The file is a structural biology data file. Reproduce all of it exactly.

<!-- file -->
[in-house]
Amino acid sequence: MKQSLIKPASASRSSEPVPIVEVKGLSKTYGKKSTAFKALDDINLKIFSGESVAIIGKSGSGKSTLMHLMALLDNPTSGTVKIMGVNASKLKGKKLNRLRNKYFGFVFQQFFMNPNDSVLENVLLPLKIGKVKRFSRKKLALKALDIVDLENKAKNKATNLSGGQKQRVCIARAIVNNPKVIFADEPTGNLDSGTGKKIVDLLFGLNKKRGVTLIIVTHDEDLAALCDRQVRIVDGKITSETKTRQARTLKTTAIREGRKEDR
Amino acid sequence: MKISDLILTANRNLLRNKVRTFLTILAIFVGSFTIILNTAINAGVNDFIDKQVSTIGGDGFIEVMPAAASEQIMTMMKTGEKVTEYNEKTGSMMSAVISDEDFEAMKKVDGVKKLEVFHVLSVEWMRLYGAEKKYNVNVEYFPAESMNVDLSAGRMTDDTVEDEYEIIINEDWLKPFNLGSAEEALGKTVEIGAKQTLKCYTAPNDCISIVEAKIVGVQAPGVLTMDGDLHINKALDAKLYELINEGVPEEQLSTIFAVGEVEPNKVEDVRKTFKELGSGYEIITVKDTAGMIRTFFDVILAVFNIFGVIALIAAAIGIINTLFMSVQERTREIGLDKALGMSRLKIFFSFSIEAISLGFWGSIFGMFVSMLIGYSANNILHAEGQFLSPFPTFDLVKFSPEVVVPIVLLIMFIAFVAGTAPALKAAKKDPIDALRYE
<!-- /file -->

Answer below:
[in-house]
Amino acid sequence: MKQSLIKPASASRSSEPVPIVEVKGLSKTYGKKSTAFKALDDINLKIFSGESVAIIGKSGSGKSTLMHLMALLDNPTSGTVKIMGVNASKLKGKKLNRLRNKYFGFVFQQFFMNPNDSVLENVLLPLKIGKVKRFSRKKLALKALDIVDLENKAKNKATNLSGGQKQRVCIARAIVNNPKVIFADEPTGNLDSGTGKKIVDLLFGLNKKRGVTLIIVTHDEDLAALCDRQVRIVDGKITSETKTRQARTLKTTAIREGRKEDR
Amino acid sequence: MKISDLILTANRNLLRNKVRTFLTILAIFVGSFTIILNTAINAGVNDFIDKQVSTIGGDGFIEVMPAAASEQIMTMMKTGEKVTEYNEKTGSMMSAVISDEDFEAMKKVDGVKKLEVFHVLSVEWMRLYGAEKKYNVNVEYFPAESMNVDLSAGRMTDDTVEDEYEIIINEDWLKPFNLGSAEEALGKTVEIGAKQTLKCYTAPNDCISIVEAKIVGVQAPGVLTMDGDLHINKALDAKLYELINEGVPEEQLSTIFAVGEVEPNKVEDVRKTFKELGSGYEIITVKDTAGMIRTFFDVILAVFNIFGVIALIAAAIGIINTLFMSVQERTREIGLDKALGMSRLKIFFSFSIEAISLGFWGSIFGMFVSMLIGYSANNILHAEGQFLSPFPTFDLVKFSPEVVVPIVLLIMFIAFVAGTAPALKAAKKDPIDALRYE